“Don’t expect any truth coming from this war criminal this time either. He should have been handed over to the ICC at The Hague long ago. The so-called Chilcot Inquiry has been a ploy to save him from what he deserved.”
“The only journey Blair needs is one that has the Hague as its destination. The man was a liar, is a liar and has the blood of hundreds of thousands of innocent Iraqis on his hands. If he were a Middle Eastern leader he’d stand no chance.
Unfortunately he is British. The international Laws will be bent to accommodate him.
“The Chilcot inquiry is a waste of time and tax payers’ money. We owe it to all those who lost their lives to charge Blair and the obnoxious Campbell with war crimes and haul them before the War Crimes Tribunal. Anything less is an insult to the reatives and friends of the deceased.”
Personally, I don’t really see the point of the Chilcot inquiry anymore since we have WikiLeaks. The bottom line is the British just won’t arrest their former Prime Minister.. and arrested he should be.
The Inquiry is such a waste of time… and Blair is probably gettinga little too used to what-could-be his “happily ever after”
* * * * *
“Happily ever after”,
a stock phrase in fairy tales signifying a happy ending
* * * * *
Tony Blair summoned back to Chilcot inquiry into Iraq war
Members of panel are believed to be concerned about damaging and conflicting evidence revealed since former PM’s last appearance
By Richard Norton-Taylor
Date: 26th October 2010
Source: The Guardian
Tony Blair is to be summoned back to the official inquiry into the Iraq invasion in light of damaging and conflicting evidence revealed since he appeared as a witness in January.
Members of the Chilcot inquiry are believed to be concerned about evidence in documents released in July showing that the former prime minister was warned by his government’s chief law officer that an invasion of Iraq would be illegal the day before he privately assured George Bush he would support US-led military action.
The Guardian first reported in February shortly after Blair testified that the inquiry team planned to question him again in light of evidence which it was already clear contradicted that given by Lord Goldsmith, the attorney general at the time.
Documents released in July provided an unprecedented insight into how Goldsmith repeatedly warned the prime minister of the potential consequences of invading Iraq without fresh UN authority – much to Blair’s irritation.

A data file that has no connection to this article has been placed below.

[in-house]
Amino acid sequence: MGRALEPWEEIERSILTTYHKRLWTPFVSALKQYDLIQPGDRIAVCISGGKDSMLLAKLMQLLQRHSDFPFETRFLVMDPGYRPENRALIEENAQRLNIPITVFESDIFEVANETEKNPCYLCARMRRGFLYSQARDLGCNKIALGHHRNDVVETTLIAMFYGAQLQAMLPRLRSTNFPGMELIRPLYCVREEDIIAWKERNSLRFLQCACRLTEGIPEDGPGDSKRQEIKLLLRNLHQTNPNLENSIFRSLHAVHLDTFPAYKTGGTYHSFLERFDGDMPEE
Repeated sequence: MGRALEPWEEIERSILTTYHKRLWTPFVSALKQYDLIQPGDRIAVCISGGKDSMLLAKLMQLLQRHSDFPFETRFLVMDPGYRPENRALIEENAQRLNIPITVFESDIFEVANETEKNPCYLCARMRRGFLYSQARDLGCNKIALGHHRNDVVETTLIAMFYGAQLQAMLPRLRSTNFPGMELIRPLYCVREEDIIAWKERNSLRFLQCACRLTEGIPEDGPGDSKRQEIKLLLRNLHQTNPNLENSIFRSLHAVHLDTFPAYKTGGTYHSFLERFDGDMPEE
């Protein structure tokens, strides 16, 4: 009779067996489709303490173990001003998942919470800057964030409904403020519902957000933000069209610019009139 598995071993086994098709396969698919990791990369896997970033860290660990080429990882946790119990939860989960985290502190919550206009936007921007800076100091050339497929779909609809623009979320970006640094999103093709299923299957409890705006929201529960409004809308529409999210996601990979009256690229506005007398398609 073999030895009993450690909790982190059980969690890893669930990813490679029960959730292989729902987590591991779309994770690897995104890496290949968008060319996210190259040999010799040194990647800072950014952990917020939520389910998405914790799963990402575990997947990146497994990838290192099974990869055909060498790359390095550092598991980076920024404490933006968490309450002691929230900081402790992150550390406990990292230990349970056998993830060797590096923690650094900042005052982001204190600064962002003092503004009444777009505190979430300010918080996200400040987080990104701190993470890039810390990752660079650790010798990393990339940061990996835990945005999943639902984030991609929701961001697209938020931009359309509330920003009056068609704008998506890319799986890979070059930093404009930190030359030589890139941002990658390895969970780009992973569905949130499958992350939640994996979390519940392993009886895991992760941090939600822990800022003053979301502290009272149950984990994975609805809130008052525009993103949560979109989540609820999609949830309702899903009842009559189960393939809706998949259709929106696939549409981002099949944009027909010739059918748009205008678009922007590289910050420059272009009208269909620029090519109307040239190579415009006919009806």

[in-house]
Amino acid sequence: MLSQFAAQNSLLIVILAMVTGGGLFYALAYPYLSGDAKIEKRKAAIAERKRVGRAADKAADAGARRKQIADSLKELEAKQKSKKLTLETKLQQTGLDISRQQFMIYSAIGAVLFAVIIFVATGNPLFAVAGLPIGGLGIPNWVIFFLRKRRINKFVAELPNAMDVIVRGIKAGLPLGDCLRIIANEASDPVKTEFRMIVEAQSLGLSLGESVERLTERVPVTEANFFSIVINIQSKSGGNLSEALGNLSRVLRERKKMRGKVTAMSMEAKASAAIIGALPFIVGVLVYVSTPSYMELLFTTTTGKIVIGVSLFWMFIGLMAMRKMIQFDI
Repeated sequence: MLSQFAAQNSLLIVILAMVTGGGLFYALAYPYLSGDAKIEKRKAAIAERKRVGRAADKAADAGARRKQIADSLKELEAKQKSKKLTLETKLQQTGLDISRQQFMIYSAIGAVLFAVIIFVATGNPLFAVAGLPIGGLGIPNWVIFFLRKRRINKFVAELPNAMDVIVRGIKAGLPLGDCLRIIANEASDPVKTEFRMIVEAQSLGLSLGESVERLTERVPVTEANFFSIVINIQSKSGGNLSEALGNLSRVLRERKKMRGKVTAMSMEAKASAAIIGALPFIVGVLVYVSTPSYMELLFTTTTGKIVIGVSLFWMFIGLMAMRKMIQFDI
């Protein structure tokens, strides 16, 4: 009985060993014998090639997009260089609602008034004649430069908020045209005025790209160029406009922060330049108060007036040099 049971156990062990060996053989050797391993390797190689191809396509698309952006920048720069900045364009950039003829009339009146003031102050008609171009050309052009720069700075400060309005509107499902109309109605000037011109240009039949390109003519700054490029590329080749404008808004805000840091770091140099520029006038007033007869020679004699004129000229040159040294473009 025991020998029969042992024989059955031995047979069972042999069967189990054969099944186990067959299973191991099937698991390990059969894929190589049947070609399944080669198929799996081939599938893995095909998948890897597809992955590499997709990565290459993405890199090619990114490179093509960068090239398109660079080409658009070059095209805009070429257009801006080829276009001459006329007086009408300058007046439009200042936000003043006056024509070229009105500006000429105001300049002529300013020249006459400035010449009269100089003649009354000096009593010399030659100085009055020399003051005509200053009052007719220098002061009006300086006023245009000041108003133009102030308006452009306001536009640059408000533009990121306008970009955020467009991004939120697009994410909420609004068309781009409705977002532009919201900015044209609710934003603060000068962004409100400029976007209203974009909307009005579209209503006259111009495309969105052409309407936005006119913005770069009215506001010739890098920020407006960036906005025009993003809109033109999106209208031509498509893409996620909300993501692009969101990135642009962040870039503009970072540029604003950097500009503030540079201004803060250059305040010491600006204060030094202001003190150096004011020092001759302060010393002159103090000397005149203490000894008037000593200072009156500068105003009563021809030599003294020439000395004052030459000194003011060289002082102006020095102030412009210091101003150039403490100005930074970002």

They included a note from Goldsmith to Blair, marked secret and dated 30 January 2003, saying: “In view of your meeting with President Bush on Friday, I thought you might wish to know where I stand on the question of whether a further decision of the [UN] security council is legally required in order to authorise the use of force against Iraq.”
Goldsmith warned Blair that he “remained of the view that the correct legal interpretation of resolution 1441 [the last security council decision on Iraq] is that it does not authorise the use of force without a further determination by the security council”.
Goldsmith concluded: “My view remains that a further [UN] decision is required.”
A handwritten note, believed to be from David Manning, Blair’s chief foreign policy adviser, warned: “Clear advice from attorney on need for further resolution.”
Demonstrating his frustration with Goldsmith, Blair scrawled in the margin: “I just don’t understand this.” An aide wrote: “Specifically said we did not need further advice [on] this matter.”
The following day, 31 January 2003, Blair flew to Washington for a meeting with Bush. Manning records the president – in a minute previously disclosed – telling Blair that military action would be taken with or without a second security council resolution and the bombing would begin in mid-March 2003.
The note records Blair’s reaction: “The prime minister said he was solidly with the president.”
On 14 January 2003, in a note handed to Blair, Goldsmith warned that UN security council 1441 “contains no express authorisation by the security council for the use of force”.
By 7 March, after a trip to Washington, Goldsmith told Blair that a new UN resolution might after all not be needed, although going to war without one would risk Britain being indicted before an international court.
Ten days later, on 17 March 2003, Goldsmith published a short note saying an invasion would be lawful.